We spent the next three days in jam packed sessions.  We met with Scientists, Doctors, Researchers, affected families and extended members of those families.  In fact there was one scientist who was there that 24 hours prior had been running with the bulls. He jumped on the plane to be at this conference. There were over 400 people in attendance at this years conference.  It was the biggest turn out yet.  We had mini sessions that we would go to.  We learned about how to better navigate an IEP, how to communicate our needs to our spouse, how to speak with Doctors and get them in touch with the experts in the field, what new doctors might be good to add in to our mix.  There was one session on caring for the caregivers.  It taught us that it is ok to ask for help, which is something that Jay and I both struggle with but are trying really hard to get better at.  One night Jay and I stayed up until 2 in the morning talking to a couple other Dad’s and that night I could have been an expert on seizures.

It is amazing what all these families have gone through.  All of these children are so different, but yet we have all traveled such similar journey’s.  Some like us it has taken years to get the proper diagnosis.  Trying different medications to try to curb an undesirable behavior when in reality, that was never the issue. I think about all the things that we have put Nathan through that maybe we didn’t need to if we had known.

I believe that Nathan has always tried so hard to fit into a box that didn’t quite fit him.  Yes, he has had friends at school and he is happy, but I have never seen him as happy as he was during those three days.  He fit, he belonged and people just got him.  He discovered that he was quite charming with the ladies and there were several marriage proposals and kisses on the checks or hands.  And he even discovered all the gentleman’s beards and was not afraid to ask to feel them.  Everyone obliged and were very gracious about it. There was not single person there that didn’t understand when Nathan was having a problem.  It was normal behavior and I cannot tell you how good it felt to be surrounded by understanding.  I said it many times that weekend that I didn’t want to leave the bubble.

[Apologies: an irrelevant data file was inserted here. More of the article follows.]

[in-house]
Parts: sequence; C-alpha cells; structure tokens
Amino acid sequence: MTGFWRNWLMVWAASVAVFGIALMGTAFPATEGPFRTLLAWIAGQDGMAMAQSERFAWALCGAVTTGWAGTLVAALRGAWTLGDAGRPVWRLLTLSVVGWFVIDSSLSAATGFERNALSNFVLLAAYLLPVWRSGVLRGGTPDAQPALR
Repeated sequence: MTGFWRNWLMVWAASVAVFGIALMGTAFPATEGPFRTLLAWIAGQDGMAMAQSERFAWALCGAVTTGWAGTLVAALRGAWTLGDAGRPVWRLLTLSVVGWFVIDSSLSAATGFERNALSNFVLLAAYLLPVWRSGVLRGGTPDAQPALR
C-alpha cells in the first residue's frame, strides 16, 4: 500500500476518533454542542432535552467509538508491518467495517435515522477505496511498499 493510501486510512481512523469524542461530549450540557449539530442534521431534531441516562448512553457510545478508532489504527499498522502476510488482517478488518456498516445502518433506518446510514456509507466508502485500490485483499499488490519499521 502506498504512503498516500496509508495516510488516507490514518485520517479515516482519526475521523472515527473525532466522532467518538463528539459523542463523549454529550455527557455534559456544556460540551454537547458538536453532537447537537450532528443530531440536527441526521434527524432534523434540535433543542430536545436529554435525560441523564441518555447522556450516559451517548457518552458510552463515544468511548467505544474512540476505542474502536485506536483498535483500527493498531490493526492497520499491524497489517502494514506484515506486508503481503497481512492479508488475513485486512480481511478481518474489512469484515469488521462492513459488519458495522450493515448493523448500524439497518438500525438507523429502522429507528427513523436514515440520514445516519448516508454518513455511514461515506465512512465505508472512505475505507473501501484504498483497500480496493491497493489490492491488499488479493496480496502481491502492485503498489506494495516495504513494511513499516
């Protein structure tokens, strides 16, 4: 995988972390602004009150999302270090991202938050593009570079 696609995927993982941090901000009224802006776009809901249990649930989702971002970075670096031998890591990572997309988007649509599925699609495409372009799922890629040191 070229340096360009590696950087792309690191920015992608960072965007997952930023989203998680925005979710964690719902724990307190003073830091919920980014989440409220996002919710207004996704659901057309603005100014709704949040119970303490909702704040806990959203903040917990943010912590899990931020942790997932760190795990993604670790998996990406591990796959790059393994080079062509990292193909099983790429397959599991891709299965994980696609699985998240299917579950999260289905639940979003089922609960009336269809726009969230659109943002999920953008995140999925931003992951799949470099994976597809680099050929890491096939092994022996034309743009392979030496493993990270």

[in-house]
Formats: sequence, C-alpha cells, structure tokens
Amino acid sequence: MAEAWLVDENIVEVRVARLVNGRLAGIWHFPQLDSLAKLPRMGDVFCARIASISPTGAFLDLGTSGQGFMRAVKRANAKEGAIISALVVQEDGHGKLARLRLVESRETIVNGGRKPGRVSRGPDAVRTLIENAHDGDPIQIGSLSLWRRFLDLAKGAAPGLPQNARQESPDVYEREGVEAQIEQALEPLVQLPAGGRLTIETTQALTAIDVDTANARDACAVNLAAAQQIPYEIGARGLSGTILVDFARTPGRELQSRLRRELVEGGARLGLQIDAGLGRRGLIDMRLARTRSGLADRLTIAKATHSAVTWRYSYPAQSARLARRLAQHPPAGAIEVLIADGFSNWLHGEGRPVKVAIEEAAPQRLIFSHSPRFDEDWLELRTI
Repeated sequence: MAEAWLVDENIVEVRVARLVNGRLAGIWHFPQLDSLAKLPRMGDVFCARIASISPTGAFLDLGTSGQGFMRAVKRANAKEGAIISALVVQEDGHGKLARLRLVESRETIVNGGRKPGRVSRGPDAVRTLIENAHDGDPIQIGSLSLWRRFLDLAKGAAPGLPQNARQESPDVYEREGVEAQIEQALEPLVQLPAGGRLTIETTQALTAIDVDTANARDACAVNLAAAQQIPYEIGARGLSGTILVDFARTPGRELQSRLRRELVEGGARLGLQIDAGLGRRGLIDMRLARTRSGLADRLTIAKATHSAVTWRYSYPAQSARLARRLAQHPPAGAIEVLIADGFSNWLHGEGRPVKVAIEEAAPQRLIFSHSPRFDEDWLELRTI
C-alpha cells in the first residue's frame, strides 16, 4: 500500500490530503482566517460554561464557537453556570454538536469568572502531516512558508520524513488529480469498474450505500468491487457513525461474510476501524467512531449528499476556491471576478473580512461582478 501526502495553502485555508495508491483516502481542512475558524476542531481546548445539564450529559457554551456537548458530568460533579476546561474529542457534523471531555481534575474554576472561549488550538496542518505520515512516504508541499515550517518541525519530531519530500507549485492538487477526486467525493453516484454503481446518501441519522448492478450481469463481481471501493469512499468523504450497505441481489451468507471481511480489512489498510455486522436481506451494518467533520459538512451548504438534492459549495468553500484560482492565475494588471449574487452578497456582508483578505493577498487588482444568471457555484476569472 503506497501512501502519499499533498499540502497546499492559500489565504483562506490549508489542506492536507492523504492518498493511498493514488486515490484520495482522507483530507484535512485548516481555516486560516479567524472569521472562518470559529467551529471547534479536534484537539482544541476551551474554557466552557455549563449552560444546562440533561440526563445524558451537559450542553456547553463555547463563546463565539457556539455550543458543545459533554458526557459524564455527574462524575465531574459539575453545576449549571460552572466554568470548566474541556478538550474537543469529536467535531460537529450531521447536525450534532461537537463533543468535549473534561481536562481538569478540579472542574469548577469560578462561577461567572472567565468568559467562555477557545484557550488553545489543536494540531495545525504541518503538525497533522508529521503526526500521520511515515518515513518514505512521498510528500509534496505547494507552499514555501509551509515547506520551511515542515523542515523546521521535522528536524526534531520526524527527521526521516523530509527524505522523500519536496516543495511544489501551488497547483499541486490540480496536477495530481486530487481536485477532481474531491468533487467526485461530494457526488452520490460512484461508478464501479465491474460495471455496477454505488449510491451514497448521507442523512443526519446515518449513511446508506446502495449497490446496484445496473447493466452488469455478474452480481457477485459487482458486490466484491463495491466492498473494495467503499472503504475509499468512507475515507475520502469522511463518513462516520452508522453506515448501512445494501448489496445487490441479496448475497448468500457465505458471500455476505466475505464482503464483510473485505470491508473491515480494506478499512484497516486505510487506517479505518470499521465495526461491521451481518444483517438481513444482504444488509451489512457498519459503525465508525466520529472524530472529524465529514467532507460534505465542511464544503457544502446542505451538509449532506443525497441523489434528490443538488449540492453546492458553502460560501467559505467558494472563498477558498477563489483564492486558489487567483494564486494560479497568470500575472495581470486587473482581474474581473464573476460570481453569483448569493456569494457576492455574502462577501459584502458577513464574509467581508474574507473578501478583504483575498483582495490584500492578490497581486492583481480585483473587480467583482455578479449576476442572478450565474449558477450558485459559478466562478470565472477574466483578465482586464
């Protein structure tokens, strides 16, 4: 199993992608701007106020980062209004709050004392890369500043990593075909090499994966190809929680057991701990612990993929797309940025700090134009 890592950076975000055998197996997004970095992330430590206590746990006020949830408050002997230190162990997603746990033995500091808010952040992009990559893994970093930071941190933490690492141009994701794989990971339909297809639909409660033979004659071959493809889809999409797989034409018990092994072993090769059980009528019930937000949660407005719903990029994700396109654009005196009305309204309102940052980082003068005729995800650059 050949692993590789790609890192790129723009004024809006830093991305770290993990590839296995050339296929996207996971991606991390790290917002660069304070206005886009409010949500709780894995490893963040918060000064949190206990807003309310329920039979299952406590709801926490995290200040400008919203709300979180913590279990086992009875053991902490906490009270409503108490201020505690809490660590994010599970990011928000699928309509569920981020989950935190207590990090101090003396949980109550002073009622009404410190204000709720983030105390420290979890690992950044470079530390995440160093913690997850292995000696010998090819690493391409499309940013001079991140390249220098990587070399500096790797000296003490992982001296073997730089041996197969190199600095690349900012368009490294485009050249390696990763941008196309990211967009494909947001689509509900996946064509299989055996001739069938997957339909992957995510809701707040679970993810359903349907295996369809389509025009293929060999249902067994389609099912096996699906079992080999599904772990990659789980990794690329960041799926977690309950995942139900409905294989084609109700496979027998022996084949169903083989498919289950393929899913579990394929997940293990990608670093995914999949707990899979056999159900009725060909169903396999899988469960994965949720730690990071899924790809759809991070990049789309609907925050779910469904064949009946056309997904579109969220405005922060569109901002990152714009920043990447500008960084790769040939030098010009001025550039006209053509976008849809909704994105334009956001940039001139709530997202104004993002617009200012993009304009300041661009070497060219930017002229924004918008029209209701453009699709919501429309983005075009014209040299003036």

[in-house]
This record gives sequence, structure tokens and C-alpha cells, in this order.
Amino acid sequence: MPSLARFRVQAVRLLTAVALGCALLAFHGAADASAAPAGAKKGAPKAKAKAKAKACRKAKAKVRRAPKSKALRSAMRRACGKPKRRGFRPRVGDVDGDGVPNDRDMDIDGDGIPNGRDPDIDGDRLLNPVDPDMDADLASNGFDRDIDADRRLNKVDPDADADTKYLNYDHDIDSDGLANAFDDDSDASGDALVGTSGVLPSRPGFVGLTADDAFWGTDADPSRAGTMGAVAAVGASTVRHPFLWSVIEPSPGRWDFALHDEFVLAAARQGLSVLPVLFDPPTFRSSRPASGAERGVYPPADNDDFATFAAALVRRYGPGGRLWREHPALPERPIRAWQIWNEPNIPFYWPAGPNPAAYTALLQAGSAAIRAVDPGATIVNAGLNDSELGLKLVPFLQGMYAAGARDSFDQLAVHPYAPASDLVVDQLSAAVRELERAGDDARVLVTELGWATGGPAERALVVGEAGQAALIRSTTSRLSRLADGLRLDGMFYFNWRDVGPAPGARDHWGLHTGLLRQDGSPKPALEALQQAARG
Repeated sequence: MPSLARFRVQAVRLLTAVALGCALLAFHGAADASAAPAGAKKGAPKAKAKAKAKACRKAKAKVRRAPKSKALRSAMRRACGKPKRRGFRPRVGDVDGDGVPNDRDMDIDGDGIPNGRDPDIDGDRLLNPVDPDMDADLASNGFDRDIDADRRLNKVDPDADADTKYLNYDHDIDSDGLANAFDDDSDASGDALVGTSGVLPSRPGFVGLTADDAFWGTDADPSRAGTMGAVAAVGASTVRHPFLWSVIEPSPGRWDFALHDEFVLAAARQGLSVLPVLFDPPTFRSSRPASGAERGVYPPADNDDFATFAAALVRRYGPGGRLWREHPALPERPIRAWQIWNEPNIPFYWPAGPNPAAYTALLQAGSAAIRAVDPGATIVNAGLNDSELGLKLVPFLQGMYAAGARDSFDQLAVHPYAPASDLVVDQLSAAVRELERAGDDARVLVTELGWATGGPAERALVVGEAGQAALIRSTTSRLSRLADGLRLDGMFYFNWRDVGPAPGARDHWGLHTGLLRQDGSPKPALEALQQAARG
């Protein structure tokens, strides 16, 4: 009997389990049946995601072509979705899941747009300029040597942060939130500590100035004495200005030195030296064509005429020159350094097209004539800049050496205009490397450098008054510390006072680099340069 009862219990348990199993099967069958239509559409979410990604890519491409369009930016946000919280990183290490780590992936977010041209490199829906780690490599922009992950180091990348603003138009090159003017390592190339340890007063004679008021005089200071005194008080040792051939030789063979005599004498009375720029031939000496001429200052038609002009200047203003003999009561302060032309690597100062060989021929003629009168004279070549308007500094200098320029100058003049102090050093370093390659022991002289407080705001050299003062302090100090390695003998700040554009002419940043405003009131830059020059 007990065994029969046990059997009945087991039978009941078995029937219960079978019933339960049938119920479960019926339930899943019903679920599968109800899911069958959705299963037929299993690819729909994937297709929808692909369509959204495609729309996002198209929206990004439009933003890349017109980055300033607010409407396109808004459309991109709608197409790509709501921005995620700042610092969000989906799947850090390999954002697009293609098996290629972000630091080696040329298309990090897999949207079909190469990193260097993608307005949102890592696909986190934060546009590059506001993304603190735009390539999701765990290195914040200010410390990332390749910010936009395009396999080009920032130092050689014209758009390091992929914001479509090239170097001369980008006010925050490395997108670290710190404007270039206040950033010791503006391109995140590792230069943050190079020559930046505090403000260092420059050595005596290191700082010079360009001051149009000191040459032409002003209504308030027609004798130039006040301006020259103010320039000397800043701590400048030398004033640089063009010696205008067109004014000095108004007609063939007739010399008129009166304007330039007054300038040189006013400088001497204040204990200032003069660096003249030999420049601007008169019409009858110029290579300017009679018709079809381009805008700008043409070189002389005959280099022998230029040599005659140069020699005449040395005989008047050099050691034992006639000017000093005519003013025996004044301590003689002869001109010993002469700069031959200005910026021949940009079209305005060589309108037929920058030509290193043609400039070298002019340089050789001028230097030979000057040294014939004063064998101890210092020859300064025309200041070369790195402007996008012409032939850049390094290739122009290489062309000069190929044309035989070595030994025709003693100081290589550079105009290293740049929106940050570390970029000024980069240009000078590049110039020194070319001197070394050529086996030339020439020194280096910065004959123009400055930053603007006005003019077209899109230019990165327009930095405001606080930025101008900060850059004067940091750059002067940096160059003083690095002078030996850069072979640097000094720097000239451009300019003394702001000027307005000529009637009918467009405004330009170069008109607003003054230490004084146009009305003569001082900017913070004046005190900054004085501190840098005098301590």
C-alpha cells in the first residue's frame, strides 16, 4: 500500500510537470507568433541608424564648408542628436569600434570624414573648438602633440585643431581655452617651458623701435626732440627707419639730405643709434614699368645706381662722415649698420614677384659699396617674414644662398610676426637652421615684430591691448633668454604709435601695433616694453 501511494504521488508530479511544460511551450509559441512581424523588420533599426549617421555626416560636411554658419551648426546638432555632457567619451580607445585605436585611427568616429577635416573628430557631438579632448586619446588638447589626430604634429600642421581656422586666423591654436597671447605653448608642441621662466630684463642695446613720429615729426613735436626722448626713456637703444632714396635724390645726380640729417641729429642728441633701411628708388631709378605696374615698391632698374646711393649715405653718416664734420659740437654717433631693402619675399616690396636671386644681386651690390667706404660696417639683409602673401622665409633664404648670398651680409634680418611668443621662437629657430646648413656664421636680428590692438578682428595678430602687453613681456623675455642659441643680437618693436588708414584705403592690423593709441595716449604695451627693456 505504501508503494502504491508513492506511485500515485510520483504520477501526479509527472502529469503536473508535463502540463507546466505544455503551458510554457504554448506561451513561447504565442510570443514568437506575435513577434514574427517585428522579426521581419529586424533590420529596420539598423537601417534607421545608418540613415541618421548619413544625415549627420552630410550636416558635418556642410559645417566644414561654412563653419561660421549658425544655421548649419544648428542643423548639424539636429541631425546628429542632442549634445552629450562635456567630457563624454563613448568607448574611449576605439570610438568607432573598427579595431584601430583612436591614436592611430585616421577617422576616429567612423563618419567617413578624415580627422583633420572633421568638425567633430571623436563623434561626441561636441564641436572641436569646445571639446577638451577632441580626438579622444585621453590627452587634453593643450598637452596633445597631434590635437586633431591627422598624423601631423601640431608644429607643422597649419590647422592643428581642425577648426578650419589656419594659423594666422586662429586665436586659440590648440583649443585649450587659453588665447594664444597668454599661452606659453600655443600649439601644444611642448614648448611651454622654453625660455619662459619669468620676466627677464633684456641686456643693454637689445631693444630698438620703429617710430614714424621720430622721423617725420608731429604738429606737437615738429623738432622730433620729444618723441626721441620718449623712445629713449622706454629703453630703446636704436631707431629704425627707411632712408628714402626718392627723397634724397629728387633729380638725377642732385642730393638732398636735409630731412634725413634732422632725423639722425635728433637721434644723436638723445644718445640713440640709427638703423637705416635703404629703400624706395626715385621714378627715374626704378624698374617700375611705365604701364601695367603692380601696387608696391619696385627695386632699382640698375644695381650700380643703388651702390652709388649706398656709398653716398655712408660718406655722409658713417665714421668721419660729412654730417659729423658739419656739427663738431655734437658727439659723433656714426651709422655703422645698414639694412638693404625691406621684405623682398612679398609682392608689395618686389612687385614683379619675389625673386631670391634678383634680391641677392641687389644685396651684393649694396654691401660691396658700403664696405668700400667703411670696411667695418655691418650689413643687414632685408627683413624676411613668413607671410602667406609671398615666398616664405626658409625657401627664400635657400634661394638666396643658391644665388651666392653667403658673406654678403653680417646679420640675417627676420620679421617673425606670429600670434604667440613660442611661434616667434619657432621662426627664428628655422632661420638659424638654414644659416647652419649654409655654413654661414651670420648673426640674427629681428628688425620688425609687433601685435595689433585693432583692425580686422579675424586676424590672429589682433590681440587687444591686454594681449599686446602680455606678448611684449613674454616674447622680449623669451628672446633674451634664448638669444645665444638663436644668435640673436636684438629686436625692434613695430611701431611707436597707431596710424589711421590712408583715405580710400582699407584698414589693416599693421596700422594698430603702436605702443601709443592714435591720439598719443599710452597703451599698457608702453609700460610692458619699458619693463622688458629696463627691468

There were groups for the siblings as well.  Madison had lots of kids to hang out with that finally knew EXACTLY how she felt.  They did day trips and went to the Aquarium and to dinner at Medieval Times for dinner.  There were lots of activities she could have participated in if she chose to, but she was uncomfortable.  We were reassured many times by the older siblings that this is very normal behavior.  It is very understandable for her to be completely overwhelmed by what she was seeing.  It may take several conferences for her to feel comfortable with her surroundings. We just want her to be assured that the support is there for her.  We know how hard this is for her.

Looking back I wish walking into the conference I could have known that I was going to feel like I found a second family and maybe taken a little more time to relax and enjoy it and take a deep breath.  Next year for sure.

Stacey

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Facebook site

I am not the most technologically savvy person, so I am not sure how my WordPress site is linked to my Facebook site.  I wanted to let everyone who may not know that I have a Facebook page what it is.  You can find it at Https://Facebook.com/sothathecansee

Sometimes, I update information there more frequently, so I just wanted to make sure everyone knew this information.

Thank you,

Stacey

Update on Nathan

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I know I am not the most eloquent writer, but I write this with an honest and heavy heart.  The last few weeks have been hard on us to say the least.  We are emotionally and physically drained.  We have received what seems like blow after blow and I would be lying if I said I was not ready for some good news.